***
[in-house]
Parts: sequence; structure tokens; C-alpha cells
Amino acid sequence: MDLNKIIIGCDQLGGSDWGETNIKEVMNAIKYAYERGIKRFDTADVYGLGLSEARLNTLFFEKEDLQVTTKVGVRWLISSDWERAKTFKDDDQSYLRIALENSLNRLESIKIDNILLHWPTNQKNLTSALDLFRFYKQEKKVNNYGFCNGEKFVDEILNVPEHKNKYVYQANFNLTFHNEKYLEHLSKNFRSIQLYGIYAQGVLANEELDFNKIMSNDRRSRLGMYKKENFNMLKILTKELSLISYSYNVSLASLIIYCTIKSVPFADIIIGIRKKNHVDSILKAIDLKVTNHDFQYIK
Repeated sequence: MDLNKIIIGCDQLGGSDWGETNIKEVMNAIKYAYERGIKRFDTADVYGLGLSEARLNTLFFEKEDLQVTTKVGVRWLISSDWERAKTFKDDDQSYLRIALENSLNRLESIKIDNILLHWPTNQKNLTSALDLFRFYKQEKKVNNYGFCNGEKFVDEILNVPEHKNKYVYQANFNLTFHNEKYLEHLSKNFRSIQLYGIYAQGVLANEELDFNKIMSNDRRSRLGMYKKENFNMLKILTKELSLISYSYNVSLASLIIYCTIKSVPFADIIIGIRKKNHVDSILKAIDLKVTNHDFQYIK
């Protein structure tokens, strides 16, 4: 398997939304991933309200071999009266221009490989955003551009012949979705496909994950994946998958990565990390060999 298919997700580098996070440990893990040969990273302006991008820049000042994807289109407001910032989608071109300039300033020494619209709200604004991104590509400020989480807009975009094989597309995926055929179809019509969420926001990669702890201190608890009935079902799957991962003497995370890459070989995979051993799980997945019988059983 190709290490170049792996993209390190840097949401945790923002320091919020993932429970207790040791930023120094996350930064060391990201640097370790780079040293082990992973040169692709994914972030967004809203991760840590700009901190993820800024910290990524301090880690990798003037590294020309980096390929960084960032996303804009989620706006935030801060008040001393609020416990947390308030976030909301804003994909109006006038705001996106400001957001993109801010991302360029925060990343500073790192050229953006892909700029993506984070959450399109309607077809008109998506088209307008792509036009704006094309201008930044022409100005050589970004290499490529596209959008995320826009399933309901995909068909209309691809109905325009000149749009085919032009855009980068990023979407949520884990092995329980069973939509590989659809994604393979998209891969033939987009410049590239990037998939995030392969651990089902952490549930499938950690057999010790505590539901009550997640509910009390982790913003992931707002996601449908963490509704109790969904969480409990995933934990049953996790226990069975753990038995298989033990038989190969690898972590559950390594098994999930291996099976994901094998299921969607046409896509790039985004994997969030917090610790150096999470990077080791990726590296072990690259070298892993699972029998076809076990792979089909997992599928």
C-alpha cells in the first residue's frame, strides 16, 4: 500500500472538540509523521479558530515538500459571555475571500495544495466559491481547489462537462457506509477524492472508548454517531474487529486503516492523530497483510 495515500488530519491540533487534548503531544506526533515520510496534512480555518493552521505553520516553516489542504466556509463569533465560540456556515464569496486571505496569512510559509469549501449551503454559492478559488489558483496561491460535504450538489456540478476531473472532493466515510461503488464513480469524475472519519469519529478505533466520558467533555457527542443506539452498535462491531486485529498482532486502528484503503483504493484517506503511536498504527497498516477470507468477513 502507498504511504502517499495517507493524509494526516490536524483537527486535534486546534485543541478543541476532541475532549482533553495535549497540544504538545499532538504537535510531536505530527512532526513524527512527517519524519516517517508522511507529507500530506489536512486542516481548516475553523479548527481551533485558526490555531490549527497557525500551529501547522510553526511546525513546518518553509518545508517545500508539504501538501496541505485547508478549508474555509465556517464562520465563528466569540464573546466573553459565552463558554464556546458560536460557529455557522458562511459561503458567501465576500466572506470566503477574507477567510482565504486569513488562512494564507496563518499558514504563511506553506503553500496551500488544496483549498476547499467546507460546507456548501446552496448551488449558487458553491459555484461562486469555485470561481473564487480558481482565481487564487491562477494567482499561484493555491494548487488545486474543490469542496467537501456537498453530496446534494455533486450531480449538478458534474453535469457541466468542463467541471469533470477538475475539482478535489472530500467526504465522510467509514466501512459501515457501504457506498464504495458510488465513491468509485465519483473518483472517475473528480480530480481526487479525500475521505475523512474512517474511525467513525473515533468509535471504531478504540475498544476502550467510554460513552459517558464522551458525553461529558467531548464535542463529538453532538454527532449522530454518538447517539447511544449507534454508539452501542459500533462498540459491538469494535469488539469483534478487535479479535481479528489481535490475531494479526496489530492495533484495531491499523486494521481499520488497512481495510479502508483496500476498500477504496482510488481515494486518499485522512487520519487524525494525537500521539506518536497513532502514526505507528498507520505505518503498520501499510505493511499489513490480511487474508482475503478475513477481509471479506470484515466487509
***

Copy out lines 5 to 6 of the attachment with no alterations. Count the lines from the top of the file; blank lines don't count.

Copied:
């Protein structure tokens, strides 16, 4: 398997939304991933309200071999009266221009490989955003551009012949979705496909994950994946998958990565990390060999 298919997700580098996070440990893990040969990273302006991008820049000042994807289109407001910032989608071109300039300033020494619209709200604004991104590509400020989480807009975009094989597309995926055929179809019509969420926001990669702890201190608890009935079902799957991962003497995370890459070989995979051993799980997945019988059983 190709290490170049792996993209390190840097949401945790923002320091919020993932429970207790040791930023120094996350930064060391990201640097370790780079040293082990992973040169692709994914972030967004809203991760840590700009901190993820800024910290990524301090880690990798003037590294020309980096390929960084960032996303804009989620706006935030801060008040001393609020416990947390308030976030909301804003994909109006006038705001996106400001957001993109801010991302360029925060990343500073790192050229953006892909700029993506984070959450399109309607077809008109998506088209307008792509036009704006094309201008930044022409100005050589970004290499490529596209959008995320826009399933309901995909068909209309691809109905325009000149749009085919032009855009980068990023979407949520884990092995329980069973939509590989659809994604393979998209891969033939987009410049590239990037998939995030392969651990089902952490549930499938950690057999010790505590539901009550997640509910009390982790913003992931707002996601449908963490509704109790969904969480409990995933934990049953996790226990069975753990038995298989033990038989190969690898972590559950390594098994999930291996099976994901094998299921969607046409896509790039985004994997969030917090610790150096999470990077080791990726590296072990690259070298892993699972029998076809076990792979089909997992599928």
C-alpha cells in the first residue's frame, strides 16, 4: 500500500472538540509523521479558530515538500459571555475571500495544495466559491481547489462537462457506509477524492472508548454517531474487529486503516492523530497483510 495515500488530519491540533487534548503531544506526533515520510496534512480555518493552521505553520516553516489542504466556509463569533465560540456556515464569496486571505496569512510559509469549501449551503454559492478559488489558483496561491460535504450538489456540478476531473472532493466515510461503488464513480469524475472519519469519529478505533466520558467533555457527542443506539452498535462491531486485529498482532486502528484503503483504493484517506503511536498504527497498516477470507468477513 502507498504511504502517499495517507493524509494526516490536524483537527486535534486546534485543541478543541476532541475532549482533553495535549497540544504538545499532538504537535510531536505530527512532526513524527512527517519524519516517517508522511507529507500530506489536512486542516481548516475553523479548527481551533485558526490555531490549527497557525500551529501547522510553526511546525513546518518553509518545508517545500508539504501538501496541505485547508478549508474555509465556517464562520465563528466569540464573546466573553459565552463558554464556546458560536460557529455557522458562511459561503458567501465576500466572506470566503477574507477567510482565504486569513488562512494564507496563518499558514504563511506553506503553500496551500488544496483549498476547499467546507460546507456548501446552496448551488449558487458553491459555484461562486469555485470561481473564487480558481482565481487564487491562477494567482499561484493555491494548487488545486474543490469542496467537501456537498453530496446534494455533486450531480449538478458534474453535469457541466468542463467541471469533470477538475475539482478535489472530500467526504465522510467509514466501512459501515457501504457506498464504495458510488465513491468509485465519483473518483472517475473528480480530480481526487479525500475521505475523512474512517474511525467513525473515533468509535471504531478504540475498544476502550467510554460513552459517558464522551458525553461529558467531548464535542463529538453532538454527532449522530454518538447517539447511544449507534454508539452501542459500533462498540459491538469494535469488539469483534478487535479479535481479528489481535490475531494479526496489530492495533484495531491499523486494521481499520488497512481495510479502508483496500476498500477504496482510488481515494486518499485522512487520519487524525494525537500521539506518536497513532502514526505507528498507520505505518503498520501499510505493511499489513490480511487474508482475503478475513477481509471479506470484515466487509